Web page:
Tuesday 18 September 2018


For liberal defenders of its vaunted impartiality and balance, sometimes the BBC makes their job hard. Take Nick Robinson's interview with Theresa May for Panorama on Monday night, for example. Between Sunday morning and the final news bulletin prior to broadcast, it was the lead item on the news, and what got highlighted were the softest of soft questions. One has Robinson and May reclining on the back seat of the PM-mobile. Cheerfully, he observes "people remember the bloody difficult woman, but are now asking where is she?". Yes Nick. On the train to and from work the topic of conversation is seldom anything else.

For anyone who watched the interview and the puff footage surrounding it, Frost/Nixon it wasn't. The questions barely challenged Theresa May, and there was little in the way of a follow up. For example, her response to the Irish border plan put forward by the Moggy European Research Group, which sees checks on goods taking place away from the border were simply dismissed with a reiteration of the Chequers position of regulatory alignment. If Robinson was interested in earning his exorbitant salary as opposed to merely drawing it, he should have pressed her. Especially as their "solution" is technically feasible but politically, given its origin in the most backward section of the Tory party, unlikely to fly with the Commons coalition May is going to have to cobble together to see her deal through.

Apart from chummy chats with Robinson, we see May in action behind the scenes chairing a meeting of the cabinet, picking up the phone to Jean-Claude Juncker, and relaxing at Chequers watching the telly with government papers on her knee because, of course, even down time has to be work time. But the action shots were, well, boring. Unlike Dave who used such occasions to demonstrate how skilful he was at looking the part, May reminded me of someone kicked upwards to prevent her from messing up the real work done down below. How hollow strong and stable rings now. This was less an interview and more a concerted effort at a portrait, and quite an affectionate one at that - not withstanding snippets of interjections from Rees-Mogg, David Davis and Keir Starmer.

The ultimate criterion, however, is politics and in this instance whether we've learned anything new about May's approach to Brexit. And the answer is no ... and yes. In the no column May is pretending Chequers is the only game in town. The red lines - no to European Court of Justice jurisdiction, no to free movement between the UK and EU, no to big subs to Brussels for ever more - are there in principle and no doubt both sides will pay lip service to these positions after the deal is done, though I suspect all will continue in some way while the government insists up is down, day is night, and the Daily Telegraph prints the truth. It is also more evidence that May has hitched her fortunes to the Chequers Deal which, you will remember, is an outcome of the Tory party negotiating with itself as opposed to anything the EU might want. Whatever the eventual deal is she will be very sure to make it appear as close to her unrefined version of Chequers as possible, even if it does mean making significant concessions to get Blairite backbenchers on board "in the national interest".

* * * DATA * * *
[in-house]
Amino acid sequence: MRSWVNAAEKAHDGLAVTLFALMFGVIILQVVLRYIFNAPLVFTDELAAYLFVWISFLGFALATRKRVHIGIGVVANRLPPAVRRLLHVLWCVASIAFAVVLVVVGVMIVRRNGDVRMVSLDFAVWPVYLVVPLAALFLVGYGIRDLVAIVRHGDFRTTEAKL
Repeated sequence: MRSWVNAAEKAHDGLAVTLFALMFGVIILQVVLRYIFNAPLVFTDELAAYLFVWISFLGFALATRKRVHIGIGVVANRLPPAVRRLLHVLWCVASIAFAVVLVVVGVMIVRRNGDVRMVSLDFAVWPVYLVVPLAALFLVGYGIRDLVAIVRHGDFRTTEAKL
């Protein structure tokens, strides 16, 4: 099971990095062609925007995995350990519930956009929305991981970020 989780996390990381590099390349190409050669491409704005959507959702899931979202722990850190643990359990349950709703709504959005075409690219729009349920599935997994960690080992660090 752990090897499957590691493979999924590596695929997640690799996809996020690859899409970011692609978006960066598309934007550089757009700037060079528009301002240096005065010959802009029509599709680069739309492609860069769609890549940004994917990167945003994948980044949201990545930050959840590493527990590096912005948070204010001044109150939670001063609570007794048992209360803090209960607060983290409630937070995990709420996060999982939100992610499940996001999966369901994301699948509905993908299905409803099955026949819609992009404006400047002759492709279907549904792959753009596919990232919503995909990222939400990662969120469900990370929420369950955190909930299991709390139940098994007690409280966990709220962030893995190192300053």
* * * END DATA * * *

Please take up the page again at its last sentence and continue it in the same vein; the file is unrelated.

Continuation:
It also demonstrates that May is no longer concerned with the Brexit headbangers on her hard right. She appeased them the once and has had nothing but grief in return. She's finally appreciated that the delicate balance in the Tory party that sees all her opponents balance each other out because her weak position is, perversely, a strong position. And, at the moment, Chequers plus more Norway-style concessions seem the best way to get Brexit through the Commons and salvage something of her career.


Anonymous said...

Note also,the quotes from Starmer, Davis and Mogg.. but no JC on the telly. Not when there's a chance he might look good.

Jim Denham said...

Based on past form, I suspect the reason JC wasn't featured was simply because he *didn't want to be*. He has little to say on the subject and consistently avoids it in the commons, the media and in public.

TowerBridge said...

Re: the comments above - is the strategy to stand back as much as possible and let the Tories implode over Brexit?

I get that, but I don't think it's a sustainable strategy. This thing is bigger than party politics. The country's future is in serious trouble over it.

Anonymous said...

But if the Tories are determined to throw us all over the cliff, what can a Labour party not in government realistically do to stop them?

They can't MAKE the government do anything, save make clear how high a political price they would pay for crashing out without a deal.